Beautiful sandy beaches and fringing coral reefs, the tropical paradise of Zanzibar is a partner state of the United Republic of Tanzania and lies just 35km off the coast of the mainland in the Indian Ocean. It’s an archipelago consisting of two main islands: Unguja (informally known as Zanzibar), Pemba and about 51 other small islets…making it a glorious haven for beach lovers.
Mike and I hopped on a short flight to the island of Zanzibar after our safari adventure in Tanzania to relax and catch some vitamin D, soaking in Africa’s February sun.
Zanzibar also played symbolic importance in the suppression of slavery as it was one of the main slave-trading ports in East Africa due to its location. It wasn’t until 1876 that the selling of slaves was abolished in Zanzibar under British rule and eventually gaining its independence from Britain nearly a century later. As noted above, it is today a semi-autonomous part of Tanzania.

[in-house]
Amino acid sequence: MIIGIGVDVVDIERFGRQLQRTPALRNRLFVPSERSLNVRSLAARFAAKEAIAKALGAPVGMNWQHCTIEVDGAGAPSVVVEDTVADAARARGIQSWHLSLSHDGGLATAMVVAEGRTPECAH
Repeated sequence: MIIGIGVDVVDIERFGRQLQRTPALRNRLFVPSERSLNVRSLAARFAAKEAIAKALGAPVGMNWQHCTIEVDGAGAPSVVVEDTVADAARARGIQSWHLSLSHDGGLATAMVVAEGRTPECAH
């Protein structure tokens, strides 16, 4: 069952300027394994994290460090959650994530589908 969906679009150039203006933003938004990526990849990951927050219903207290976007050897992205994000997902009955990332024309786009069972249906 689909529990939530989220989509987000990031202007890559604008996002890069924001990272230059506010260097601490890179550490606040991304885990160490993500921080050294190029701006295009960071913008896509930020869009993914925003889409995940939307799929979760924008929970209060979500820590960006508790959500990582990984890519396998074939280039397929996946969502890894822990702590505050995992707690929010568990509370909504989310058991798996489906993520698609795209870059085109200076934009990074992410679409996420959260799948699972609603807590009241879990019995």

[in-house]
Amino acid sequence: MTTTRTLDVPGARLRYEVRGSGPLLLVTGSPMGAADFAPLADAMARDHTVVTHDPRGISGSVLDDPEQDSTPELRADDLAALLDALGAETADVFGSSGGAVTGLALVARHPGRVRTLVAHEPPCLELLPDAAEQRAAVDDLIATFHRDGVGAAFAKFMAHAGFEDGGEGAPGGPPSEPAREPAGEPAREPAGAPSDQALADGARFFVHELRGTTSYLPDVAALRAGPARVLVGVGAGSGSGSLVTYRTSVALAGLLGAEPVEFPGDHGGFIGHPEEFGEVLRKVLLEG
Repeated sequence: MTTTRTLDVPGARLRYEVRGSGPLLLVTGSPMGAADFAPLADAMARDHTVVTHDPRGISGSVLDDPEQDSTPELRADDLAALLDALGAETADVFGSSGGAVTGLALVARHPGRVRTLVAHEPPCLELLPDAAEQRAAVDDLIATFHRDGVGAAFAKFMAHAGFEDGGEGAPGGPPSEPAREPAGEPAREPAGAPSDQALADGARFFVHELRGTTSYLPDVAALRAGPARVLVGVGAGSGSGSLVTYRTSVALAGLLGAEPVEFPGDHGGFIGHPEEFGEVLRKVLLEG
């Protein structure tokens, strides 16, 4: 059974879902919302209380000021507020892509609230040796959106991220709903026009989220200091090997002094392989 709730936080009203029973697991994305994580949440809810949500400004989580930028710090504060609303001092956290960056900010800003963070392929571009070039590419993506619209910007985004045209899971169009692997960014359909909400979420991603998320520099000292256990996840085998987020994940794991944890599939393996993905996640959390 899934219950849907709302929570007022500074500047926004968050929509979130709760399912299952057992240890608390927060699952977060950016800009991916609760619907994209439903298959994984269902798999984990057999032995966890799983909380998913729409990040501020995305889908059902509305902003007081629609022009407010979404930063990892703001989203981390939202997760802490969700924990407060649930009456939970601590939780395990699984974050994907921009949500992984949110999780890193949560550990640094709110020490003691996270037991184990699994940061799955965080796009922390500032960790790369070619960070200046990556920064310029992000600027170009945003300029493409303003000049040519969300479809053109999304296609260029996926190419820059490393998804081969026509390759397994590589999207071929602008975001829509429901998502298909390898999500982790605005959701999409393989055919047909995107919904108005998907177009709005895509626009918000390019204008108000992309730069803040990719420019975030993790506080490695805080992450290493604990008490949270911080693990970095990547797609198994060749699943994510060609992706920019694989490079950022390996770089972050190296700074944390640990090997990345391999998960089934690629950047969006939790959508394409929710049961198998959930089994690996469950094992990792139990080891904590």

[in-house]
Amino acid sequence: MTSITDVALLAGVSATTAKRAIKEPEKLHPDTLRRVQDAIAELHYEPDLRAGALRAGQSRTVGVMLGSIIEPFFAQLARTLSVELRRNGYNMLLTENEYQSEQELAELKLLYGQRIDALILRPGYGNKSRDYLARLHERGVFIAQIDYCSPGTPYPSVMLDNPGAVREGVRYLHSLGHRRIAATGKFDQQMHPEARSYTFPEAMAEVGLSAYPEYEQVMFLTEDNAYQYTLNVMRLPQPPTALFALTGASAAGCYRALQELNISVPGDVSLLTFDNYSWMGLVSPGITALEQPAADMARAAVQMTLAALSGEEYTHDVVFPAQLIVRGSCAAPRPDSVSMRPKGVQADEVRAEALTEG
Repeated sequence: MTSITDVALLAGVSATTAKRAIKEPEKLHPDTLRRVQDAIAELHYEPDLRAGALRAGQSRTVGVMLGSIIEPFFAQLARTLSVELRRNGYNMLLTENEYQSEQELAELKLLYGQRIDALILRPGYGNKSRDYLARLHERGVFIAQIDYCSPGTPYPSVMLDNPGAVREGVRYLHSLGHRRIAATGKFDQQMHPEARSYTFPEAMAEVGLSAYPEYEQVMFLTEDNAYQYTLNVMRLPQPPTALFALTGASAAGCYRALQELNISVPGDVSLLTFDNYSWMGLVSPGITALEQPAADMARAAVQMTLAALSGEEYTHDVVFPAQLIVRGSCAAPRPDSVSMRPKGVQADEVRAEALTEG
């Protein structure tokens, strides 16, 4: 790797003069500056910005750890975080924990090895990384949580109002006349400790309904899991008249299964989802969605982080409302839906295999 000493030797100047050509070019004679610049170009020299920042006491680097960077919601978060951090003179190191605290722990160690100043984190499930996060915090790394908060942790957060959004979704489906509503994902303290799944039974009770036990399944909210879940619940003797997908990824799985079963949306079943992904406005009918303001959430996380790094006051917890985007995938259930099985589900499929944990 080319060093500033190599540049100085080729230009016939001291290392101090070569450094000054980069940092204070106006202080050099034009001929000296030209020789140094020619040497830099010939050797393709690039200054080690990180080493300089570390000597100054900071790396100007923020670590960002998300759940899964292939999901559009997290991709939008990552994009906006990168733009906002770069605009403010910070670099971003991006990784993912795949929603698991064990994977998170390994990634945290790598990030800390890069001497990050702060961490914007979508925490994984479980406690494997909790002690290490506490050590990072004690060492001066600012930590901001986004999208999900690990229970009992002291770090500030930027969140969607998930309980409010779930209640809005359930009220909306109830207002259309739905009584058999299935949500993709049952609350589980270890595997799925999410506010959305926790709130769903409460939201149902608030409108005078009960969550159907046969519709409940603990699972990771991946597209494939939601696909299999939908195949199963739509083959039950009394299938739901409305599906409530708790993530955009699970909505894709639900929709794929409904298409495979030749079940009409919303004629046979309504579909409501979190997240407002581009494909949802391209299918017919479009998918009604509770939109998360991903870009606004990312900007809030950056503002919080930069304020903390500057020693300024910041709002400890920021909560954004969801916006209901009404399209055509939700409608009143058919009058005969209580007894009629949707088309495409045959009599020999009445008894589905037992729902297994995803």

Powdery white sands make up this long stretch of beach in Matemwe (the longest in Zanzibar). It’s a great base for diving and snorkeling near Mnemba or just to relax and catch some rays – the perfect respite after any safari! You’ll also witness interesting village life with kids playing in the water and women harvesting seaweed during low tide.
To get here, Mike and I took an hour’s cab ride from Zanzibar airport (Kisauni).
The historic center of Zanzibar, the heart of the archipelago, its capital and a UNESCO World Heritage Site, Stone Town is the best-known section of Zanzibar and an essential stop for travelers. Surrounded on 3 sides by the sea, it’s a little town of jumbled alleyways and little winding streets. Stone Town gets its name from the coral stone buildings, built mostly in the 19th century on the site of an ancient fishing village. It’s a great place to explore and take in the architecture, the Arabic-style houses, the ornate wooden doors and its endless market stalls and bazaars.
Examples of beautiful Zanzibari carved wooden doors in Stone Town. Every piece is as ornate and unique as the other – influenced over a millennium by a blend of Arabian, Middle Eastern, European and Asian cultures.